How Do You Spot A True Leader?
Q. I’m faced with reducing headcount because of the economy, but I’m afraid to make broad cuts because I don’t want to lose the true leaders in my company. How can I identify the true leaders from the wanabees and the blowhards? My biggest concern is that I think I’m too old to know what makes a great leader today. Mitch in Norfolk, VA.
Mitch, there seems to be confusion about what makes someone a “True Leader” in today’s business world. When we look at the historical examples of great leadership – George S. Patton, Teddy Roosevelt, Henry Ford, for example – we find terrific examples of leaders who accomplished great things given their circumstances, the existing societal cultures and political climate. More recently, we might look to business giants such as Ted Turner or Lee Iacocca as examples of great leaders, though, again, these men accomplished their greatest feats given their circumstances and certainly prior to the wireless world of today.
When we think of these great leaders of the past, we should try to remember the historical context and be careful not to confuse the traits required of today’s leader with those from the past. When we examine the names above, we think of qualities such as vision, character and drive. These men got things done, and they did so through the efforts of the entire team.
True leadership today, however, is not only about getting something accomplished through others – any manager can cajole, threaten and beat their team to accomplish some short term goal. True leadership is about accomplishments that come from a culture of high performance created by the leader. It still takes vision, character and drive; though it also requires something more in today’s society.
In Patton’s time, seventeen-year-olds could be ordered into battle knowing they probably would not survive – and, they were proud to do it. Today, you might have trouble getting a seventeen-year-old to show up to collect his paycheck every Friday.
To avoid sounding like a curmudgeon, I should preface the remark above with this: the good old days weren’t all that good. Information Technology created choice, and delivered versions of choice to all corners of the globe. For Americans, this choice involves working where we want, when we want, and if we want.
As recently as the early 1990s, if a teenager quit his job at the local fast food restaurant he might spend weeks finding a new one. He would drive, walk or bike to each of the competing restaurants in the area, spend thirty minutes at each location filling out an application, then have to go back another day for interviews. Today, being out of work is no big deal. A teen can pull up Monster.com on his mobile phone and apply for positions before he leaves the parking lot of his former job.
Given the technology-aided lackadaisical nature of this generation of workers, how does a company increase productivity and drive profits without creating disgruntled workers ready to walk off the job at the drop of a hat? And, how can that company know which managers they can afford to lose and which ones they should keep at all costs?
(Hint: Patton would have a tough time getting someone to work the grill at McDonald’s in 2008.)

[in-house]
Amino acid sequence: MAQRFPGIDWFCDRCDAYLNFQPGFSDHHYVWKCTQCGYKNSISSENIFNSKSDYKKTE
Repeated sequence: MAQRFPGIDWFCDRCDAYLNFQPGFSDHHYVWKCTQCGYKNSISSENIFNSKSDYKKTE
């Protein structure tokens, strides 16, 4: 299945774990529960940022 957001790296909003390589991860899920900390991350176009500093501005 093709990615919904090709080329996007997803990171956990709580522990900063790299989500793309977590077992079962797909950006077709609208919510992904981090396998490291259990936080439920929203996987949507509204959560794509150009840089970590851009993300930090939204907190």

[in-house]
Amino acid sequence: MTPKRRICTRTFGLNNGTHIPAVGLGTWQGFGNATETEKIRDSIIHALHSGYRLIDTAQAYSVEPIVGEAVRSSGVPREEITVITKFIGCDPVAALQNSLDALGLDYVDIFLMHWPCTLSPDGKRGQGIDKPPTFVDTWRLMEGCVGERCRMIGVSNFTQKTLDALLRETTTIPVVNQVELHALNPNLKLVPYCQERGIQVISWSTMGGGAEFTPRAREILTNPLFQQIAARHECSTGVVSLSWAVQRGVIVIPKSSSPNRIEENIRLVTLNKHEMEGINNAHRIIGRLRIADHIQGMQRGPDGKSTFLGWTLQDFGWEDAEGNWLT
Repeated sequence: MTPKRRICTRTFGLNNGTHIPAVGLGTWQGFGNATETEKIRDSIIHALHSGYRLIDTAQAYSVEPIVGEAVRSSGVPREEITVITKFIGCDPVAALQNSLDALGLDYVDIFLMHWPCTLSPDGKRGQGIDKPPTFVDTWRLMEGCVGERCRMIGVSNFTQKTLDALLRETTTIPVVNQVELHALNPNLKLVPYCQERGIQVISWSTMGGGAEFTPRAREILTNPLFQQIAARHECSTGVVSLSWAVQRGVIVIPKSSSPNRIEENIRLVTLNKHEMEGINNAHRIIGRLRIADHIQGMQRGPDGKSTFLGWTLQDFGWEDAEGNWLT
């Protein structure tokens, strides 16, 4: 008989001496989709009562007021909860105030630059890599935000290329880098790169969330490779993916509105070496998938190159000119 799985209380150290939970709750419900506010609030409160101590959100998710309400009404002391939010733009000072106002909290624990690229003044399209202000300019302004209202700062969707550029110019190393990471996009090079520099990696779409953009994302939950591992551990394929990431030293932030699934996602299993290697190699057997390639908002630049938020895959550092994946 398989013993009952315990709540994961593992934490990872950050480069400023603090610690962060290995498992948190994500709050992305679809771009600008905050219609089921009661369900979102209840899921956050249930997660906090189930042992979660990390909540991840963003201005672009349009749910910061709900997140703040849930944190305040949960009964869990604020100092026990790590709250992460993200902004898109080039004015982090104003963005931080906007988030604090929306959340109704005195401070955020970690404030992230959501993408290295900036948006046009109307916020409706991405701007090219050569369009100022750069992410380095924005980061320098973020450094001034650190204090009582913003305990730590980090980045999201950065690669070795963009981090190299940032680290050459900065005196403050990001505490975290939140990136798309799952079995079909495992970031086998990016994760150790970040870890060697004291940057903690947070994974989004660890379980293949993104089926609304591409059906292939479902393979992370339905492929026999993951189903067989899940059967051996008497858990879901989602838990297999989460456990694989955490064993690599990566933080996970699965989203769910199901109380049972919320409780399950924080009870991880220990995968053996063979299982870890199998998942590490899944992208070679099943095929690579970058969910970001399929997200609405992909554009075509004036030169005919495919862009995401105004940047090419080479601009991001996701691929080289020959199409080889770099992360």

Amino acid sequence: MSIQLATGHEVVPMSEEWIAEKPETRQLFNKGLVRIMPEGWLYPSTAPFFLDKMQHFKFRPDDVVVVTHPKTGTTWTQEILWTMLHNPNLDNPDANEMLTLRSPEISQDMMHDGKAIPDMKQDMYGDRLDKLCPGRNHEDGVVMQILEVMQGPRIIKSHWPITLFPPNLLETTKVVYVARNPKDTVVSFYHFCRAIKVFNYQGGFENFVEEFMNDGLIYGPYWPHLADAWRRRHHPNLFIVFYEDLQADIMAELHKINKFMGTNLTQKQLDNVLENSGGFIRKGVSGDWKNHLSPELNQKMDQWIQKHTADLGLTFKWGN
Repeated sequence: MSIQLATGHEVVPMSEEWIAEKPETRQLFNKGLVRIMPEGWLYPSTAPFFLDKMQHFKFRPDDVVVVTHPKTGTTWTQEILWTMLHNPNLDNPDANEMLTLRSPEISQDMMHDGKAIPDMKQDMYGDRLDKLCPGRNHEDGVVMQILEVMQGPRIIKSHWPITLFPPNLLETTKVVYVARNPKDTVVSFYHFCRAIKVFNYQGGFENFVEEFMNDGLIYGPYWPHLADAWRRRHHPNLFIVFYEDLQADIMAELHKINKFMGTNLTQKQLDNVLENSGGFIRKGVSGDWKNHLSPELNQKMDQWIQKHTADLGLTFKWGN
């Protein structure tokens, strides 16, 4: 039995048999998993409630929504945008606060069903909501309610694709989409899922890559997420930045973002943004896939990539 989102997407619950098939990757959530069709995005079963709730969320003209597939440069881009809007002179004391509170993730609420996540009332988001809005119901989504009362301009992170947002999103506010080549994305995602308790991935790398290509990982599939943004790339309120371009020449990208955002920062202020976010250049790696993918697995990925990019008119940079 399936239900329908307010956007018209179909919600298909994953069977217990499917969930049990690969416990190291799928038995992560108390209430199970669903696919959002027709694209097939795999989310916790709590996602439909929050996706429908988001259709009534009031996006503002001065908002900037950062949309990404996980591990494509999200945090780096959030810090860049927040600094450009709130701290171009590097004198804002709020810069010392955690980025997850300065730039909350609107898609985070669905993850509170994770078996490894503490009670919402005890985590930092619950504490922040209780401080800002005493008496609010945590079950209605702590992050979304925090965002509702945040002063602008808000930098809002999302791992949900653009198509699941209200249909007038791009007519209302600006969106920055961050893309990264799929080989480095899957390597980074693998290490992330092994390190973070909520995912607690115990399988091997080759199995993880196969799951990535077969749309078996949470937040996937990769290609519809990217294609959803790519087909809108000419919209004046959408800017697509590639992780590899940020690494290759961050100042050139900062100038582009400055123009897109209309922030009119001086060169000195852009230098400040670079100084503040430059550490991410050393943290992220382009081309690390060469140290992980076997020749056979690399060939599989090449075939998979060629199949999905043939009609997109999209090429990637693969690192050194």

Compassionate, humble leadership by middle managers (those closest to the workforce) is the key to growth and prosperity for businesses of any size today. Inflation, unemployment and a weak dollar are going to force corporate America get lean again, but only those companies who deliver True Leadership to their rank and file can expect to weather the economic storm.
Unfortunately, when corporate America is forced to get lean, we tend to throw the baby out with the bathwater. (Terrible cliché, I know, but appropriate.) We take the term “Right-Sizing” too far and we right-size ourselves out of leadership and straight into management. Leadership is vapor (and we need to cut costs). Management is measurable (and we can justify the position). Management is black and white (you can see management in an organizational chart). Leadership is grey (and, well, who’s going to miss it anyway).
So what’s the answer for the CEO or midlevel manager faced with the task of stripping a few million out of the budget? Identify your leaders, and find a way to keep them. The hard part here is that unlike in Roosevelt’s day, leaders today don’t carry the biggest stick or speak the loudest at meetings. True leaders in today’s business world are driven to improve the company’s bottom line, and not their own – that makes them tough to spot, especially when you’re faced with cutting the fat. We can easily spot the sycophant or the blowhard, but today’s leader is a little less assuming.
Today’s true leaders check their egos at the door. They don’t demand a better parking space or perks not provided to all stakeholders. They may sit in the biggest office, but they’d rather be closer to their team. True leaders don’t “tell” as much as they “teach.” They don’t “order” as much as they “empower.”
Sift through your organization and find the teams (small or large) that are performing with high morale and low turnover. Enlist the leaders of these teams to help with the company’s right-sizing. Odds are that these leaders will help you make decisions that benefit the entire company and not just themselves.
September 10, 2010 @ 5:04 AM
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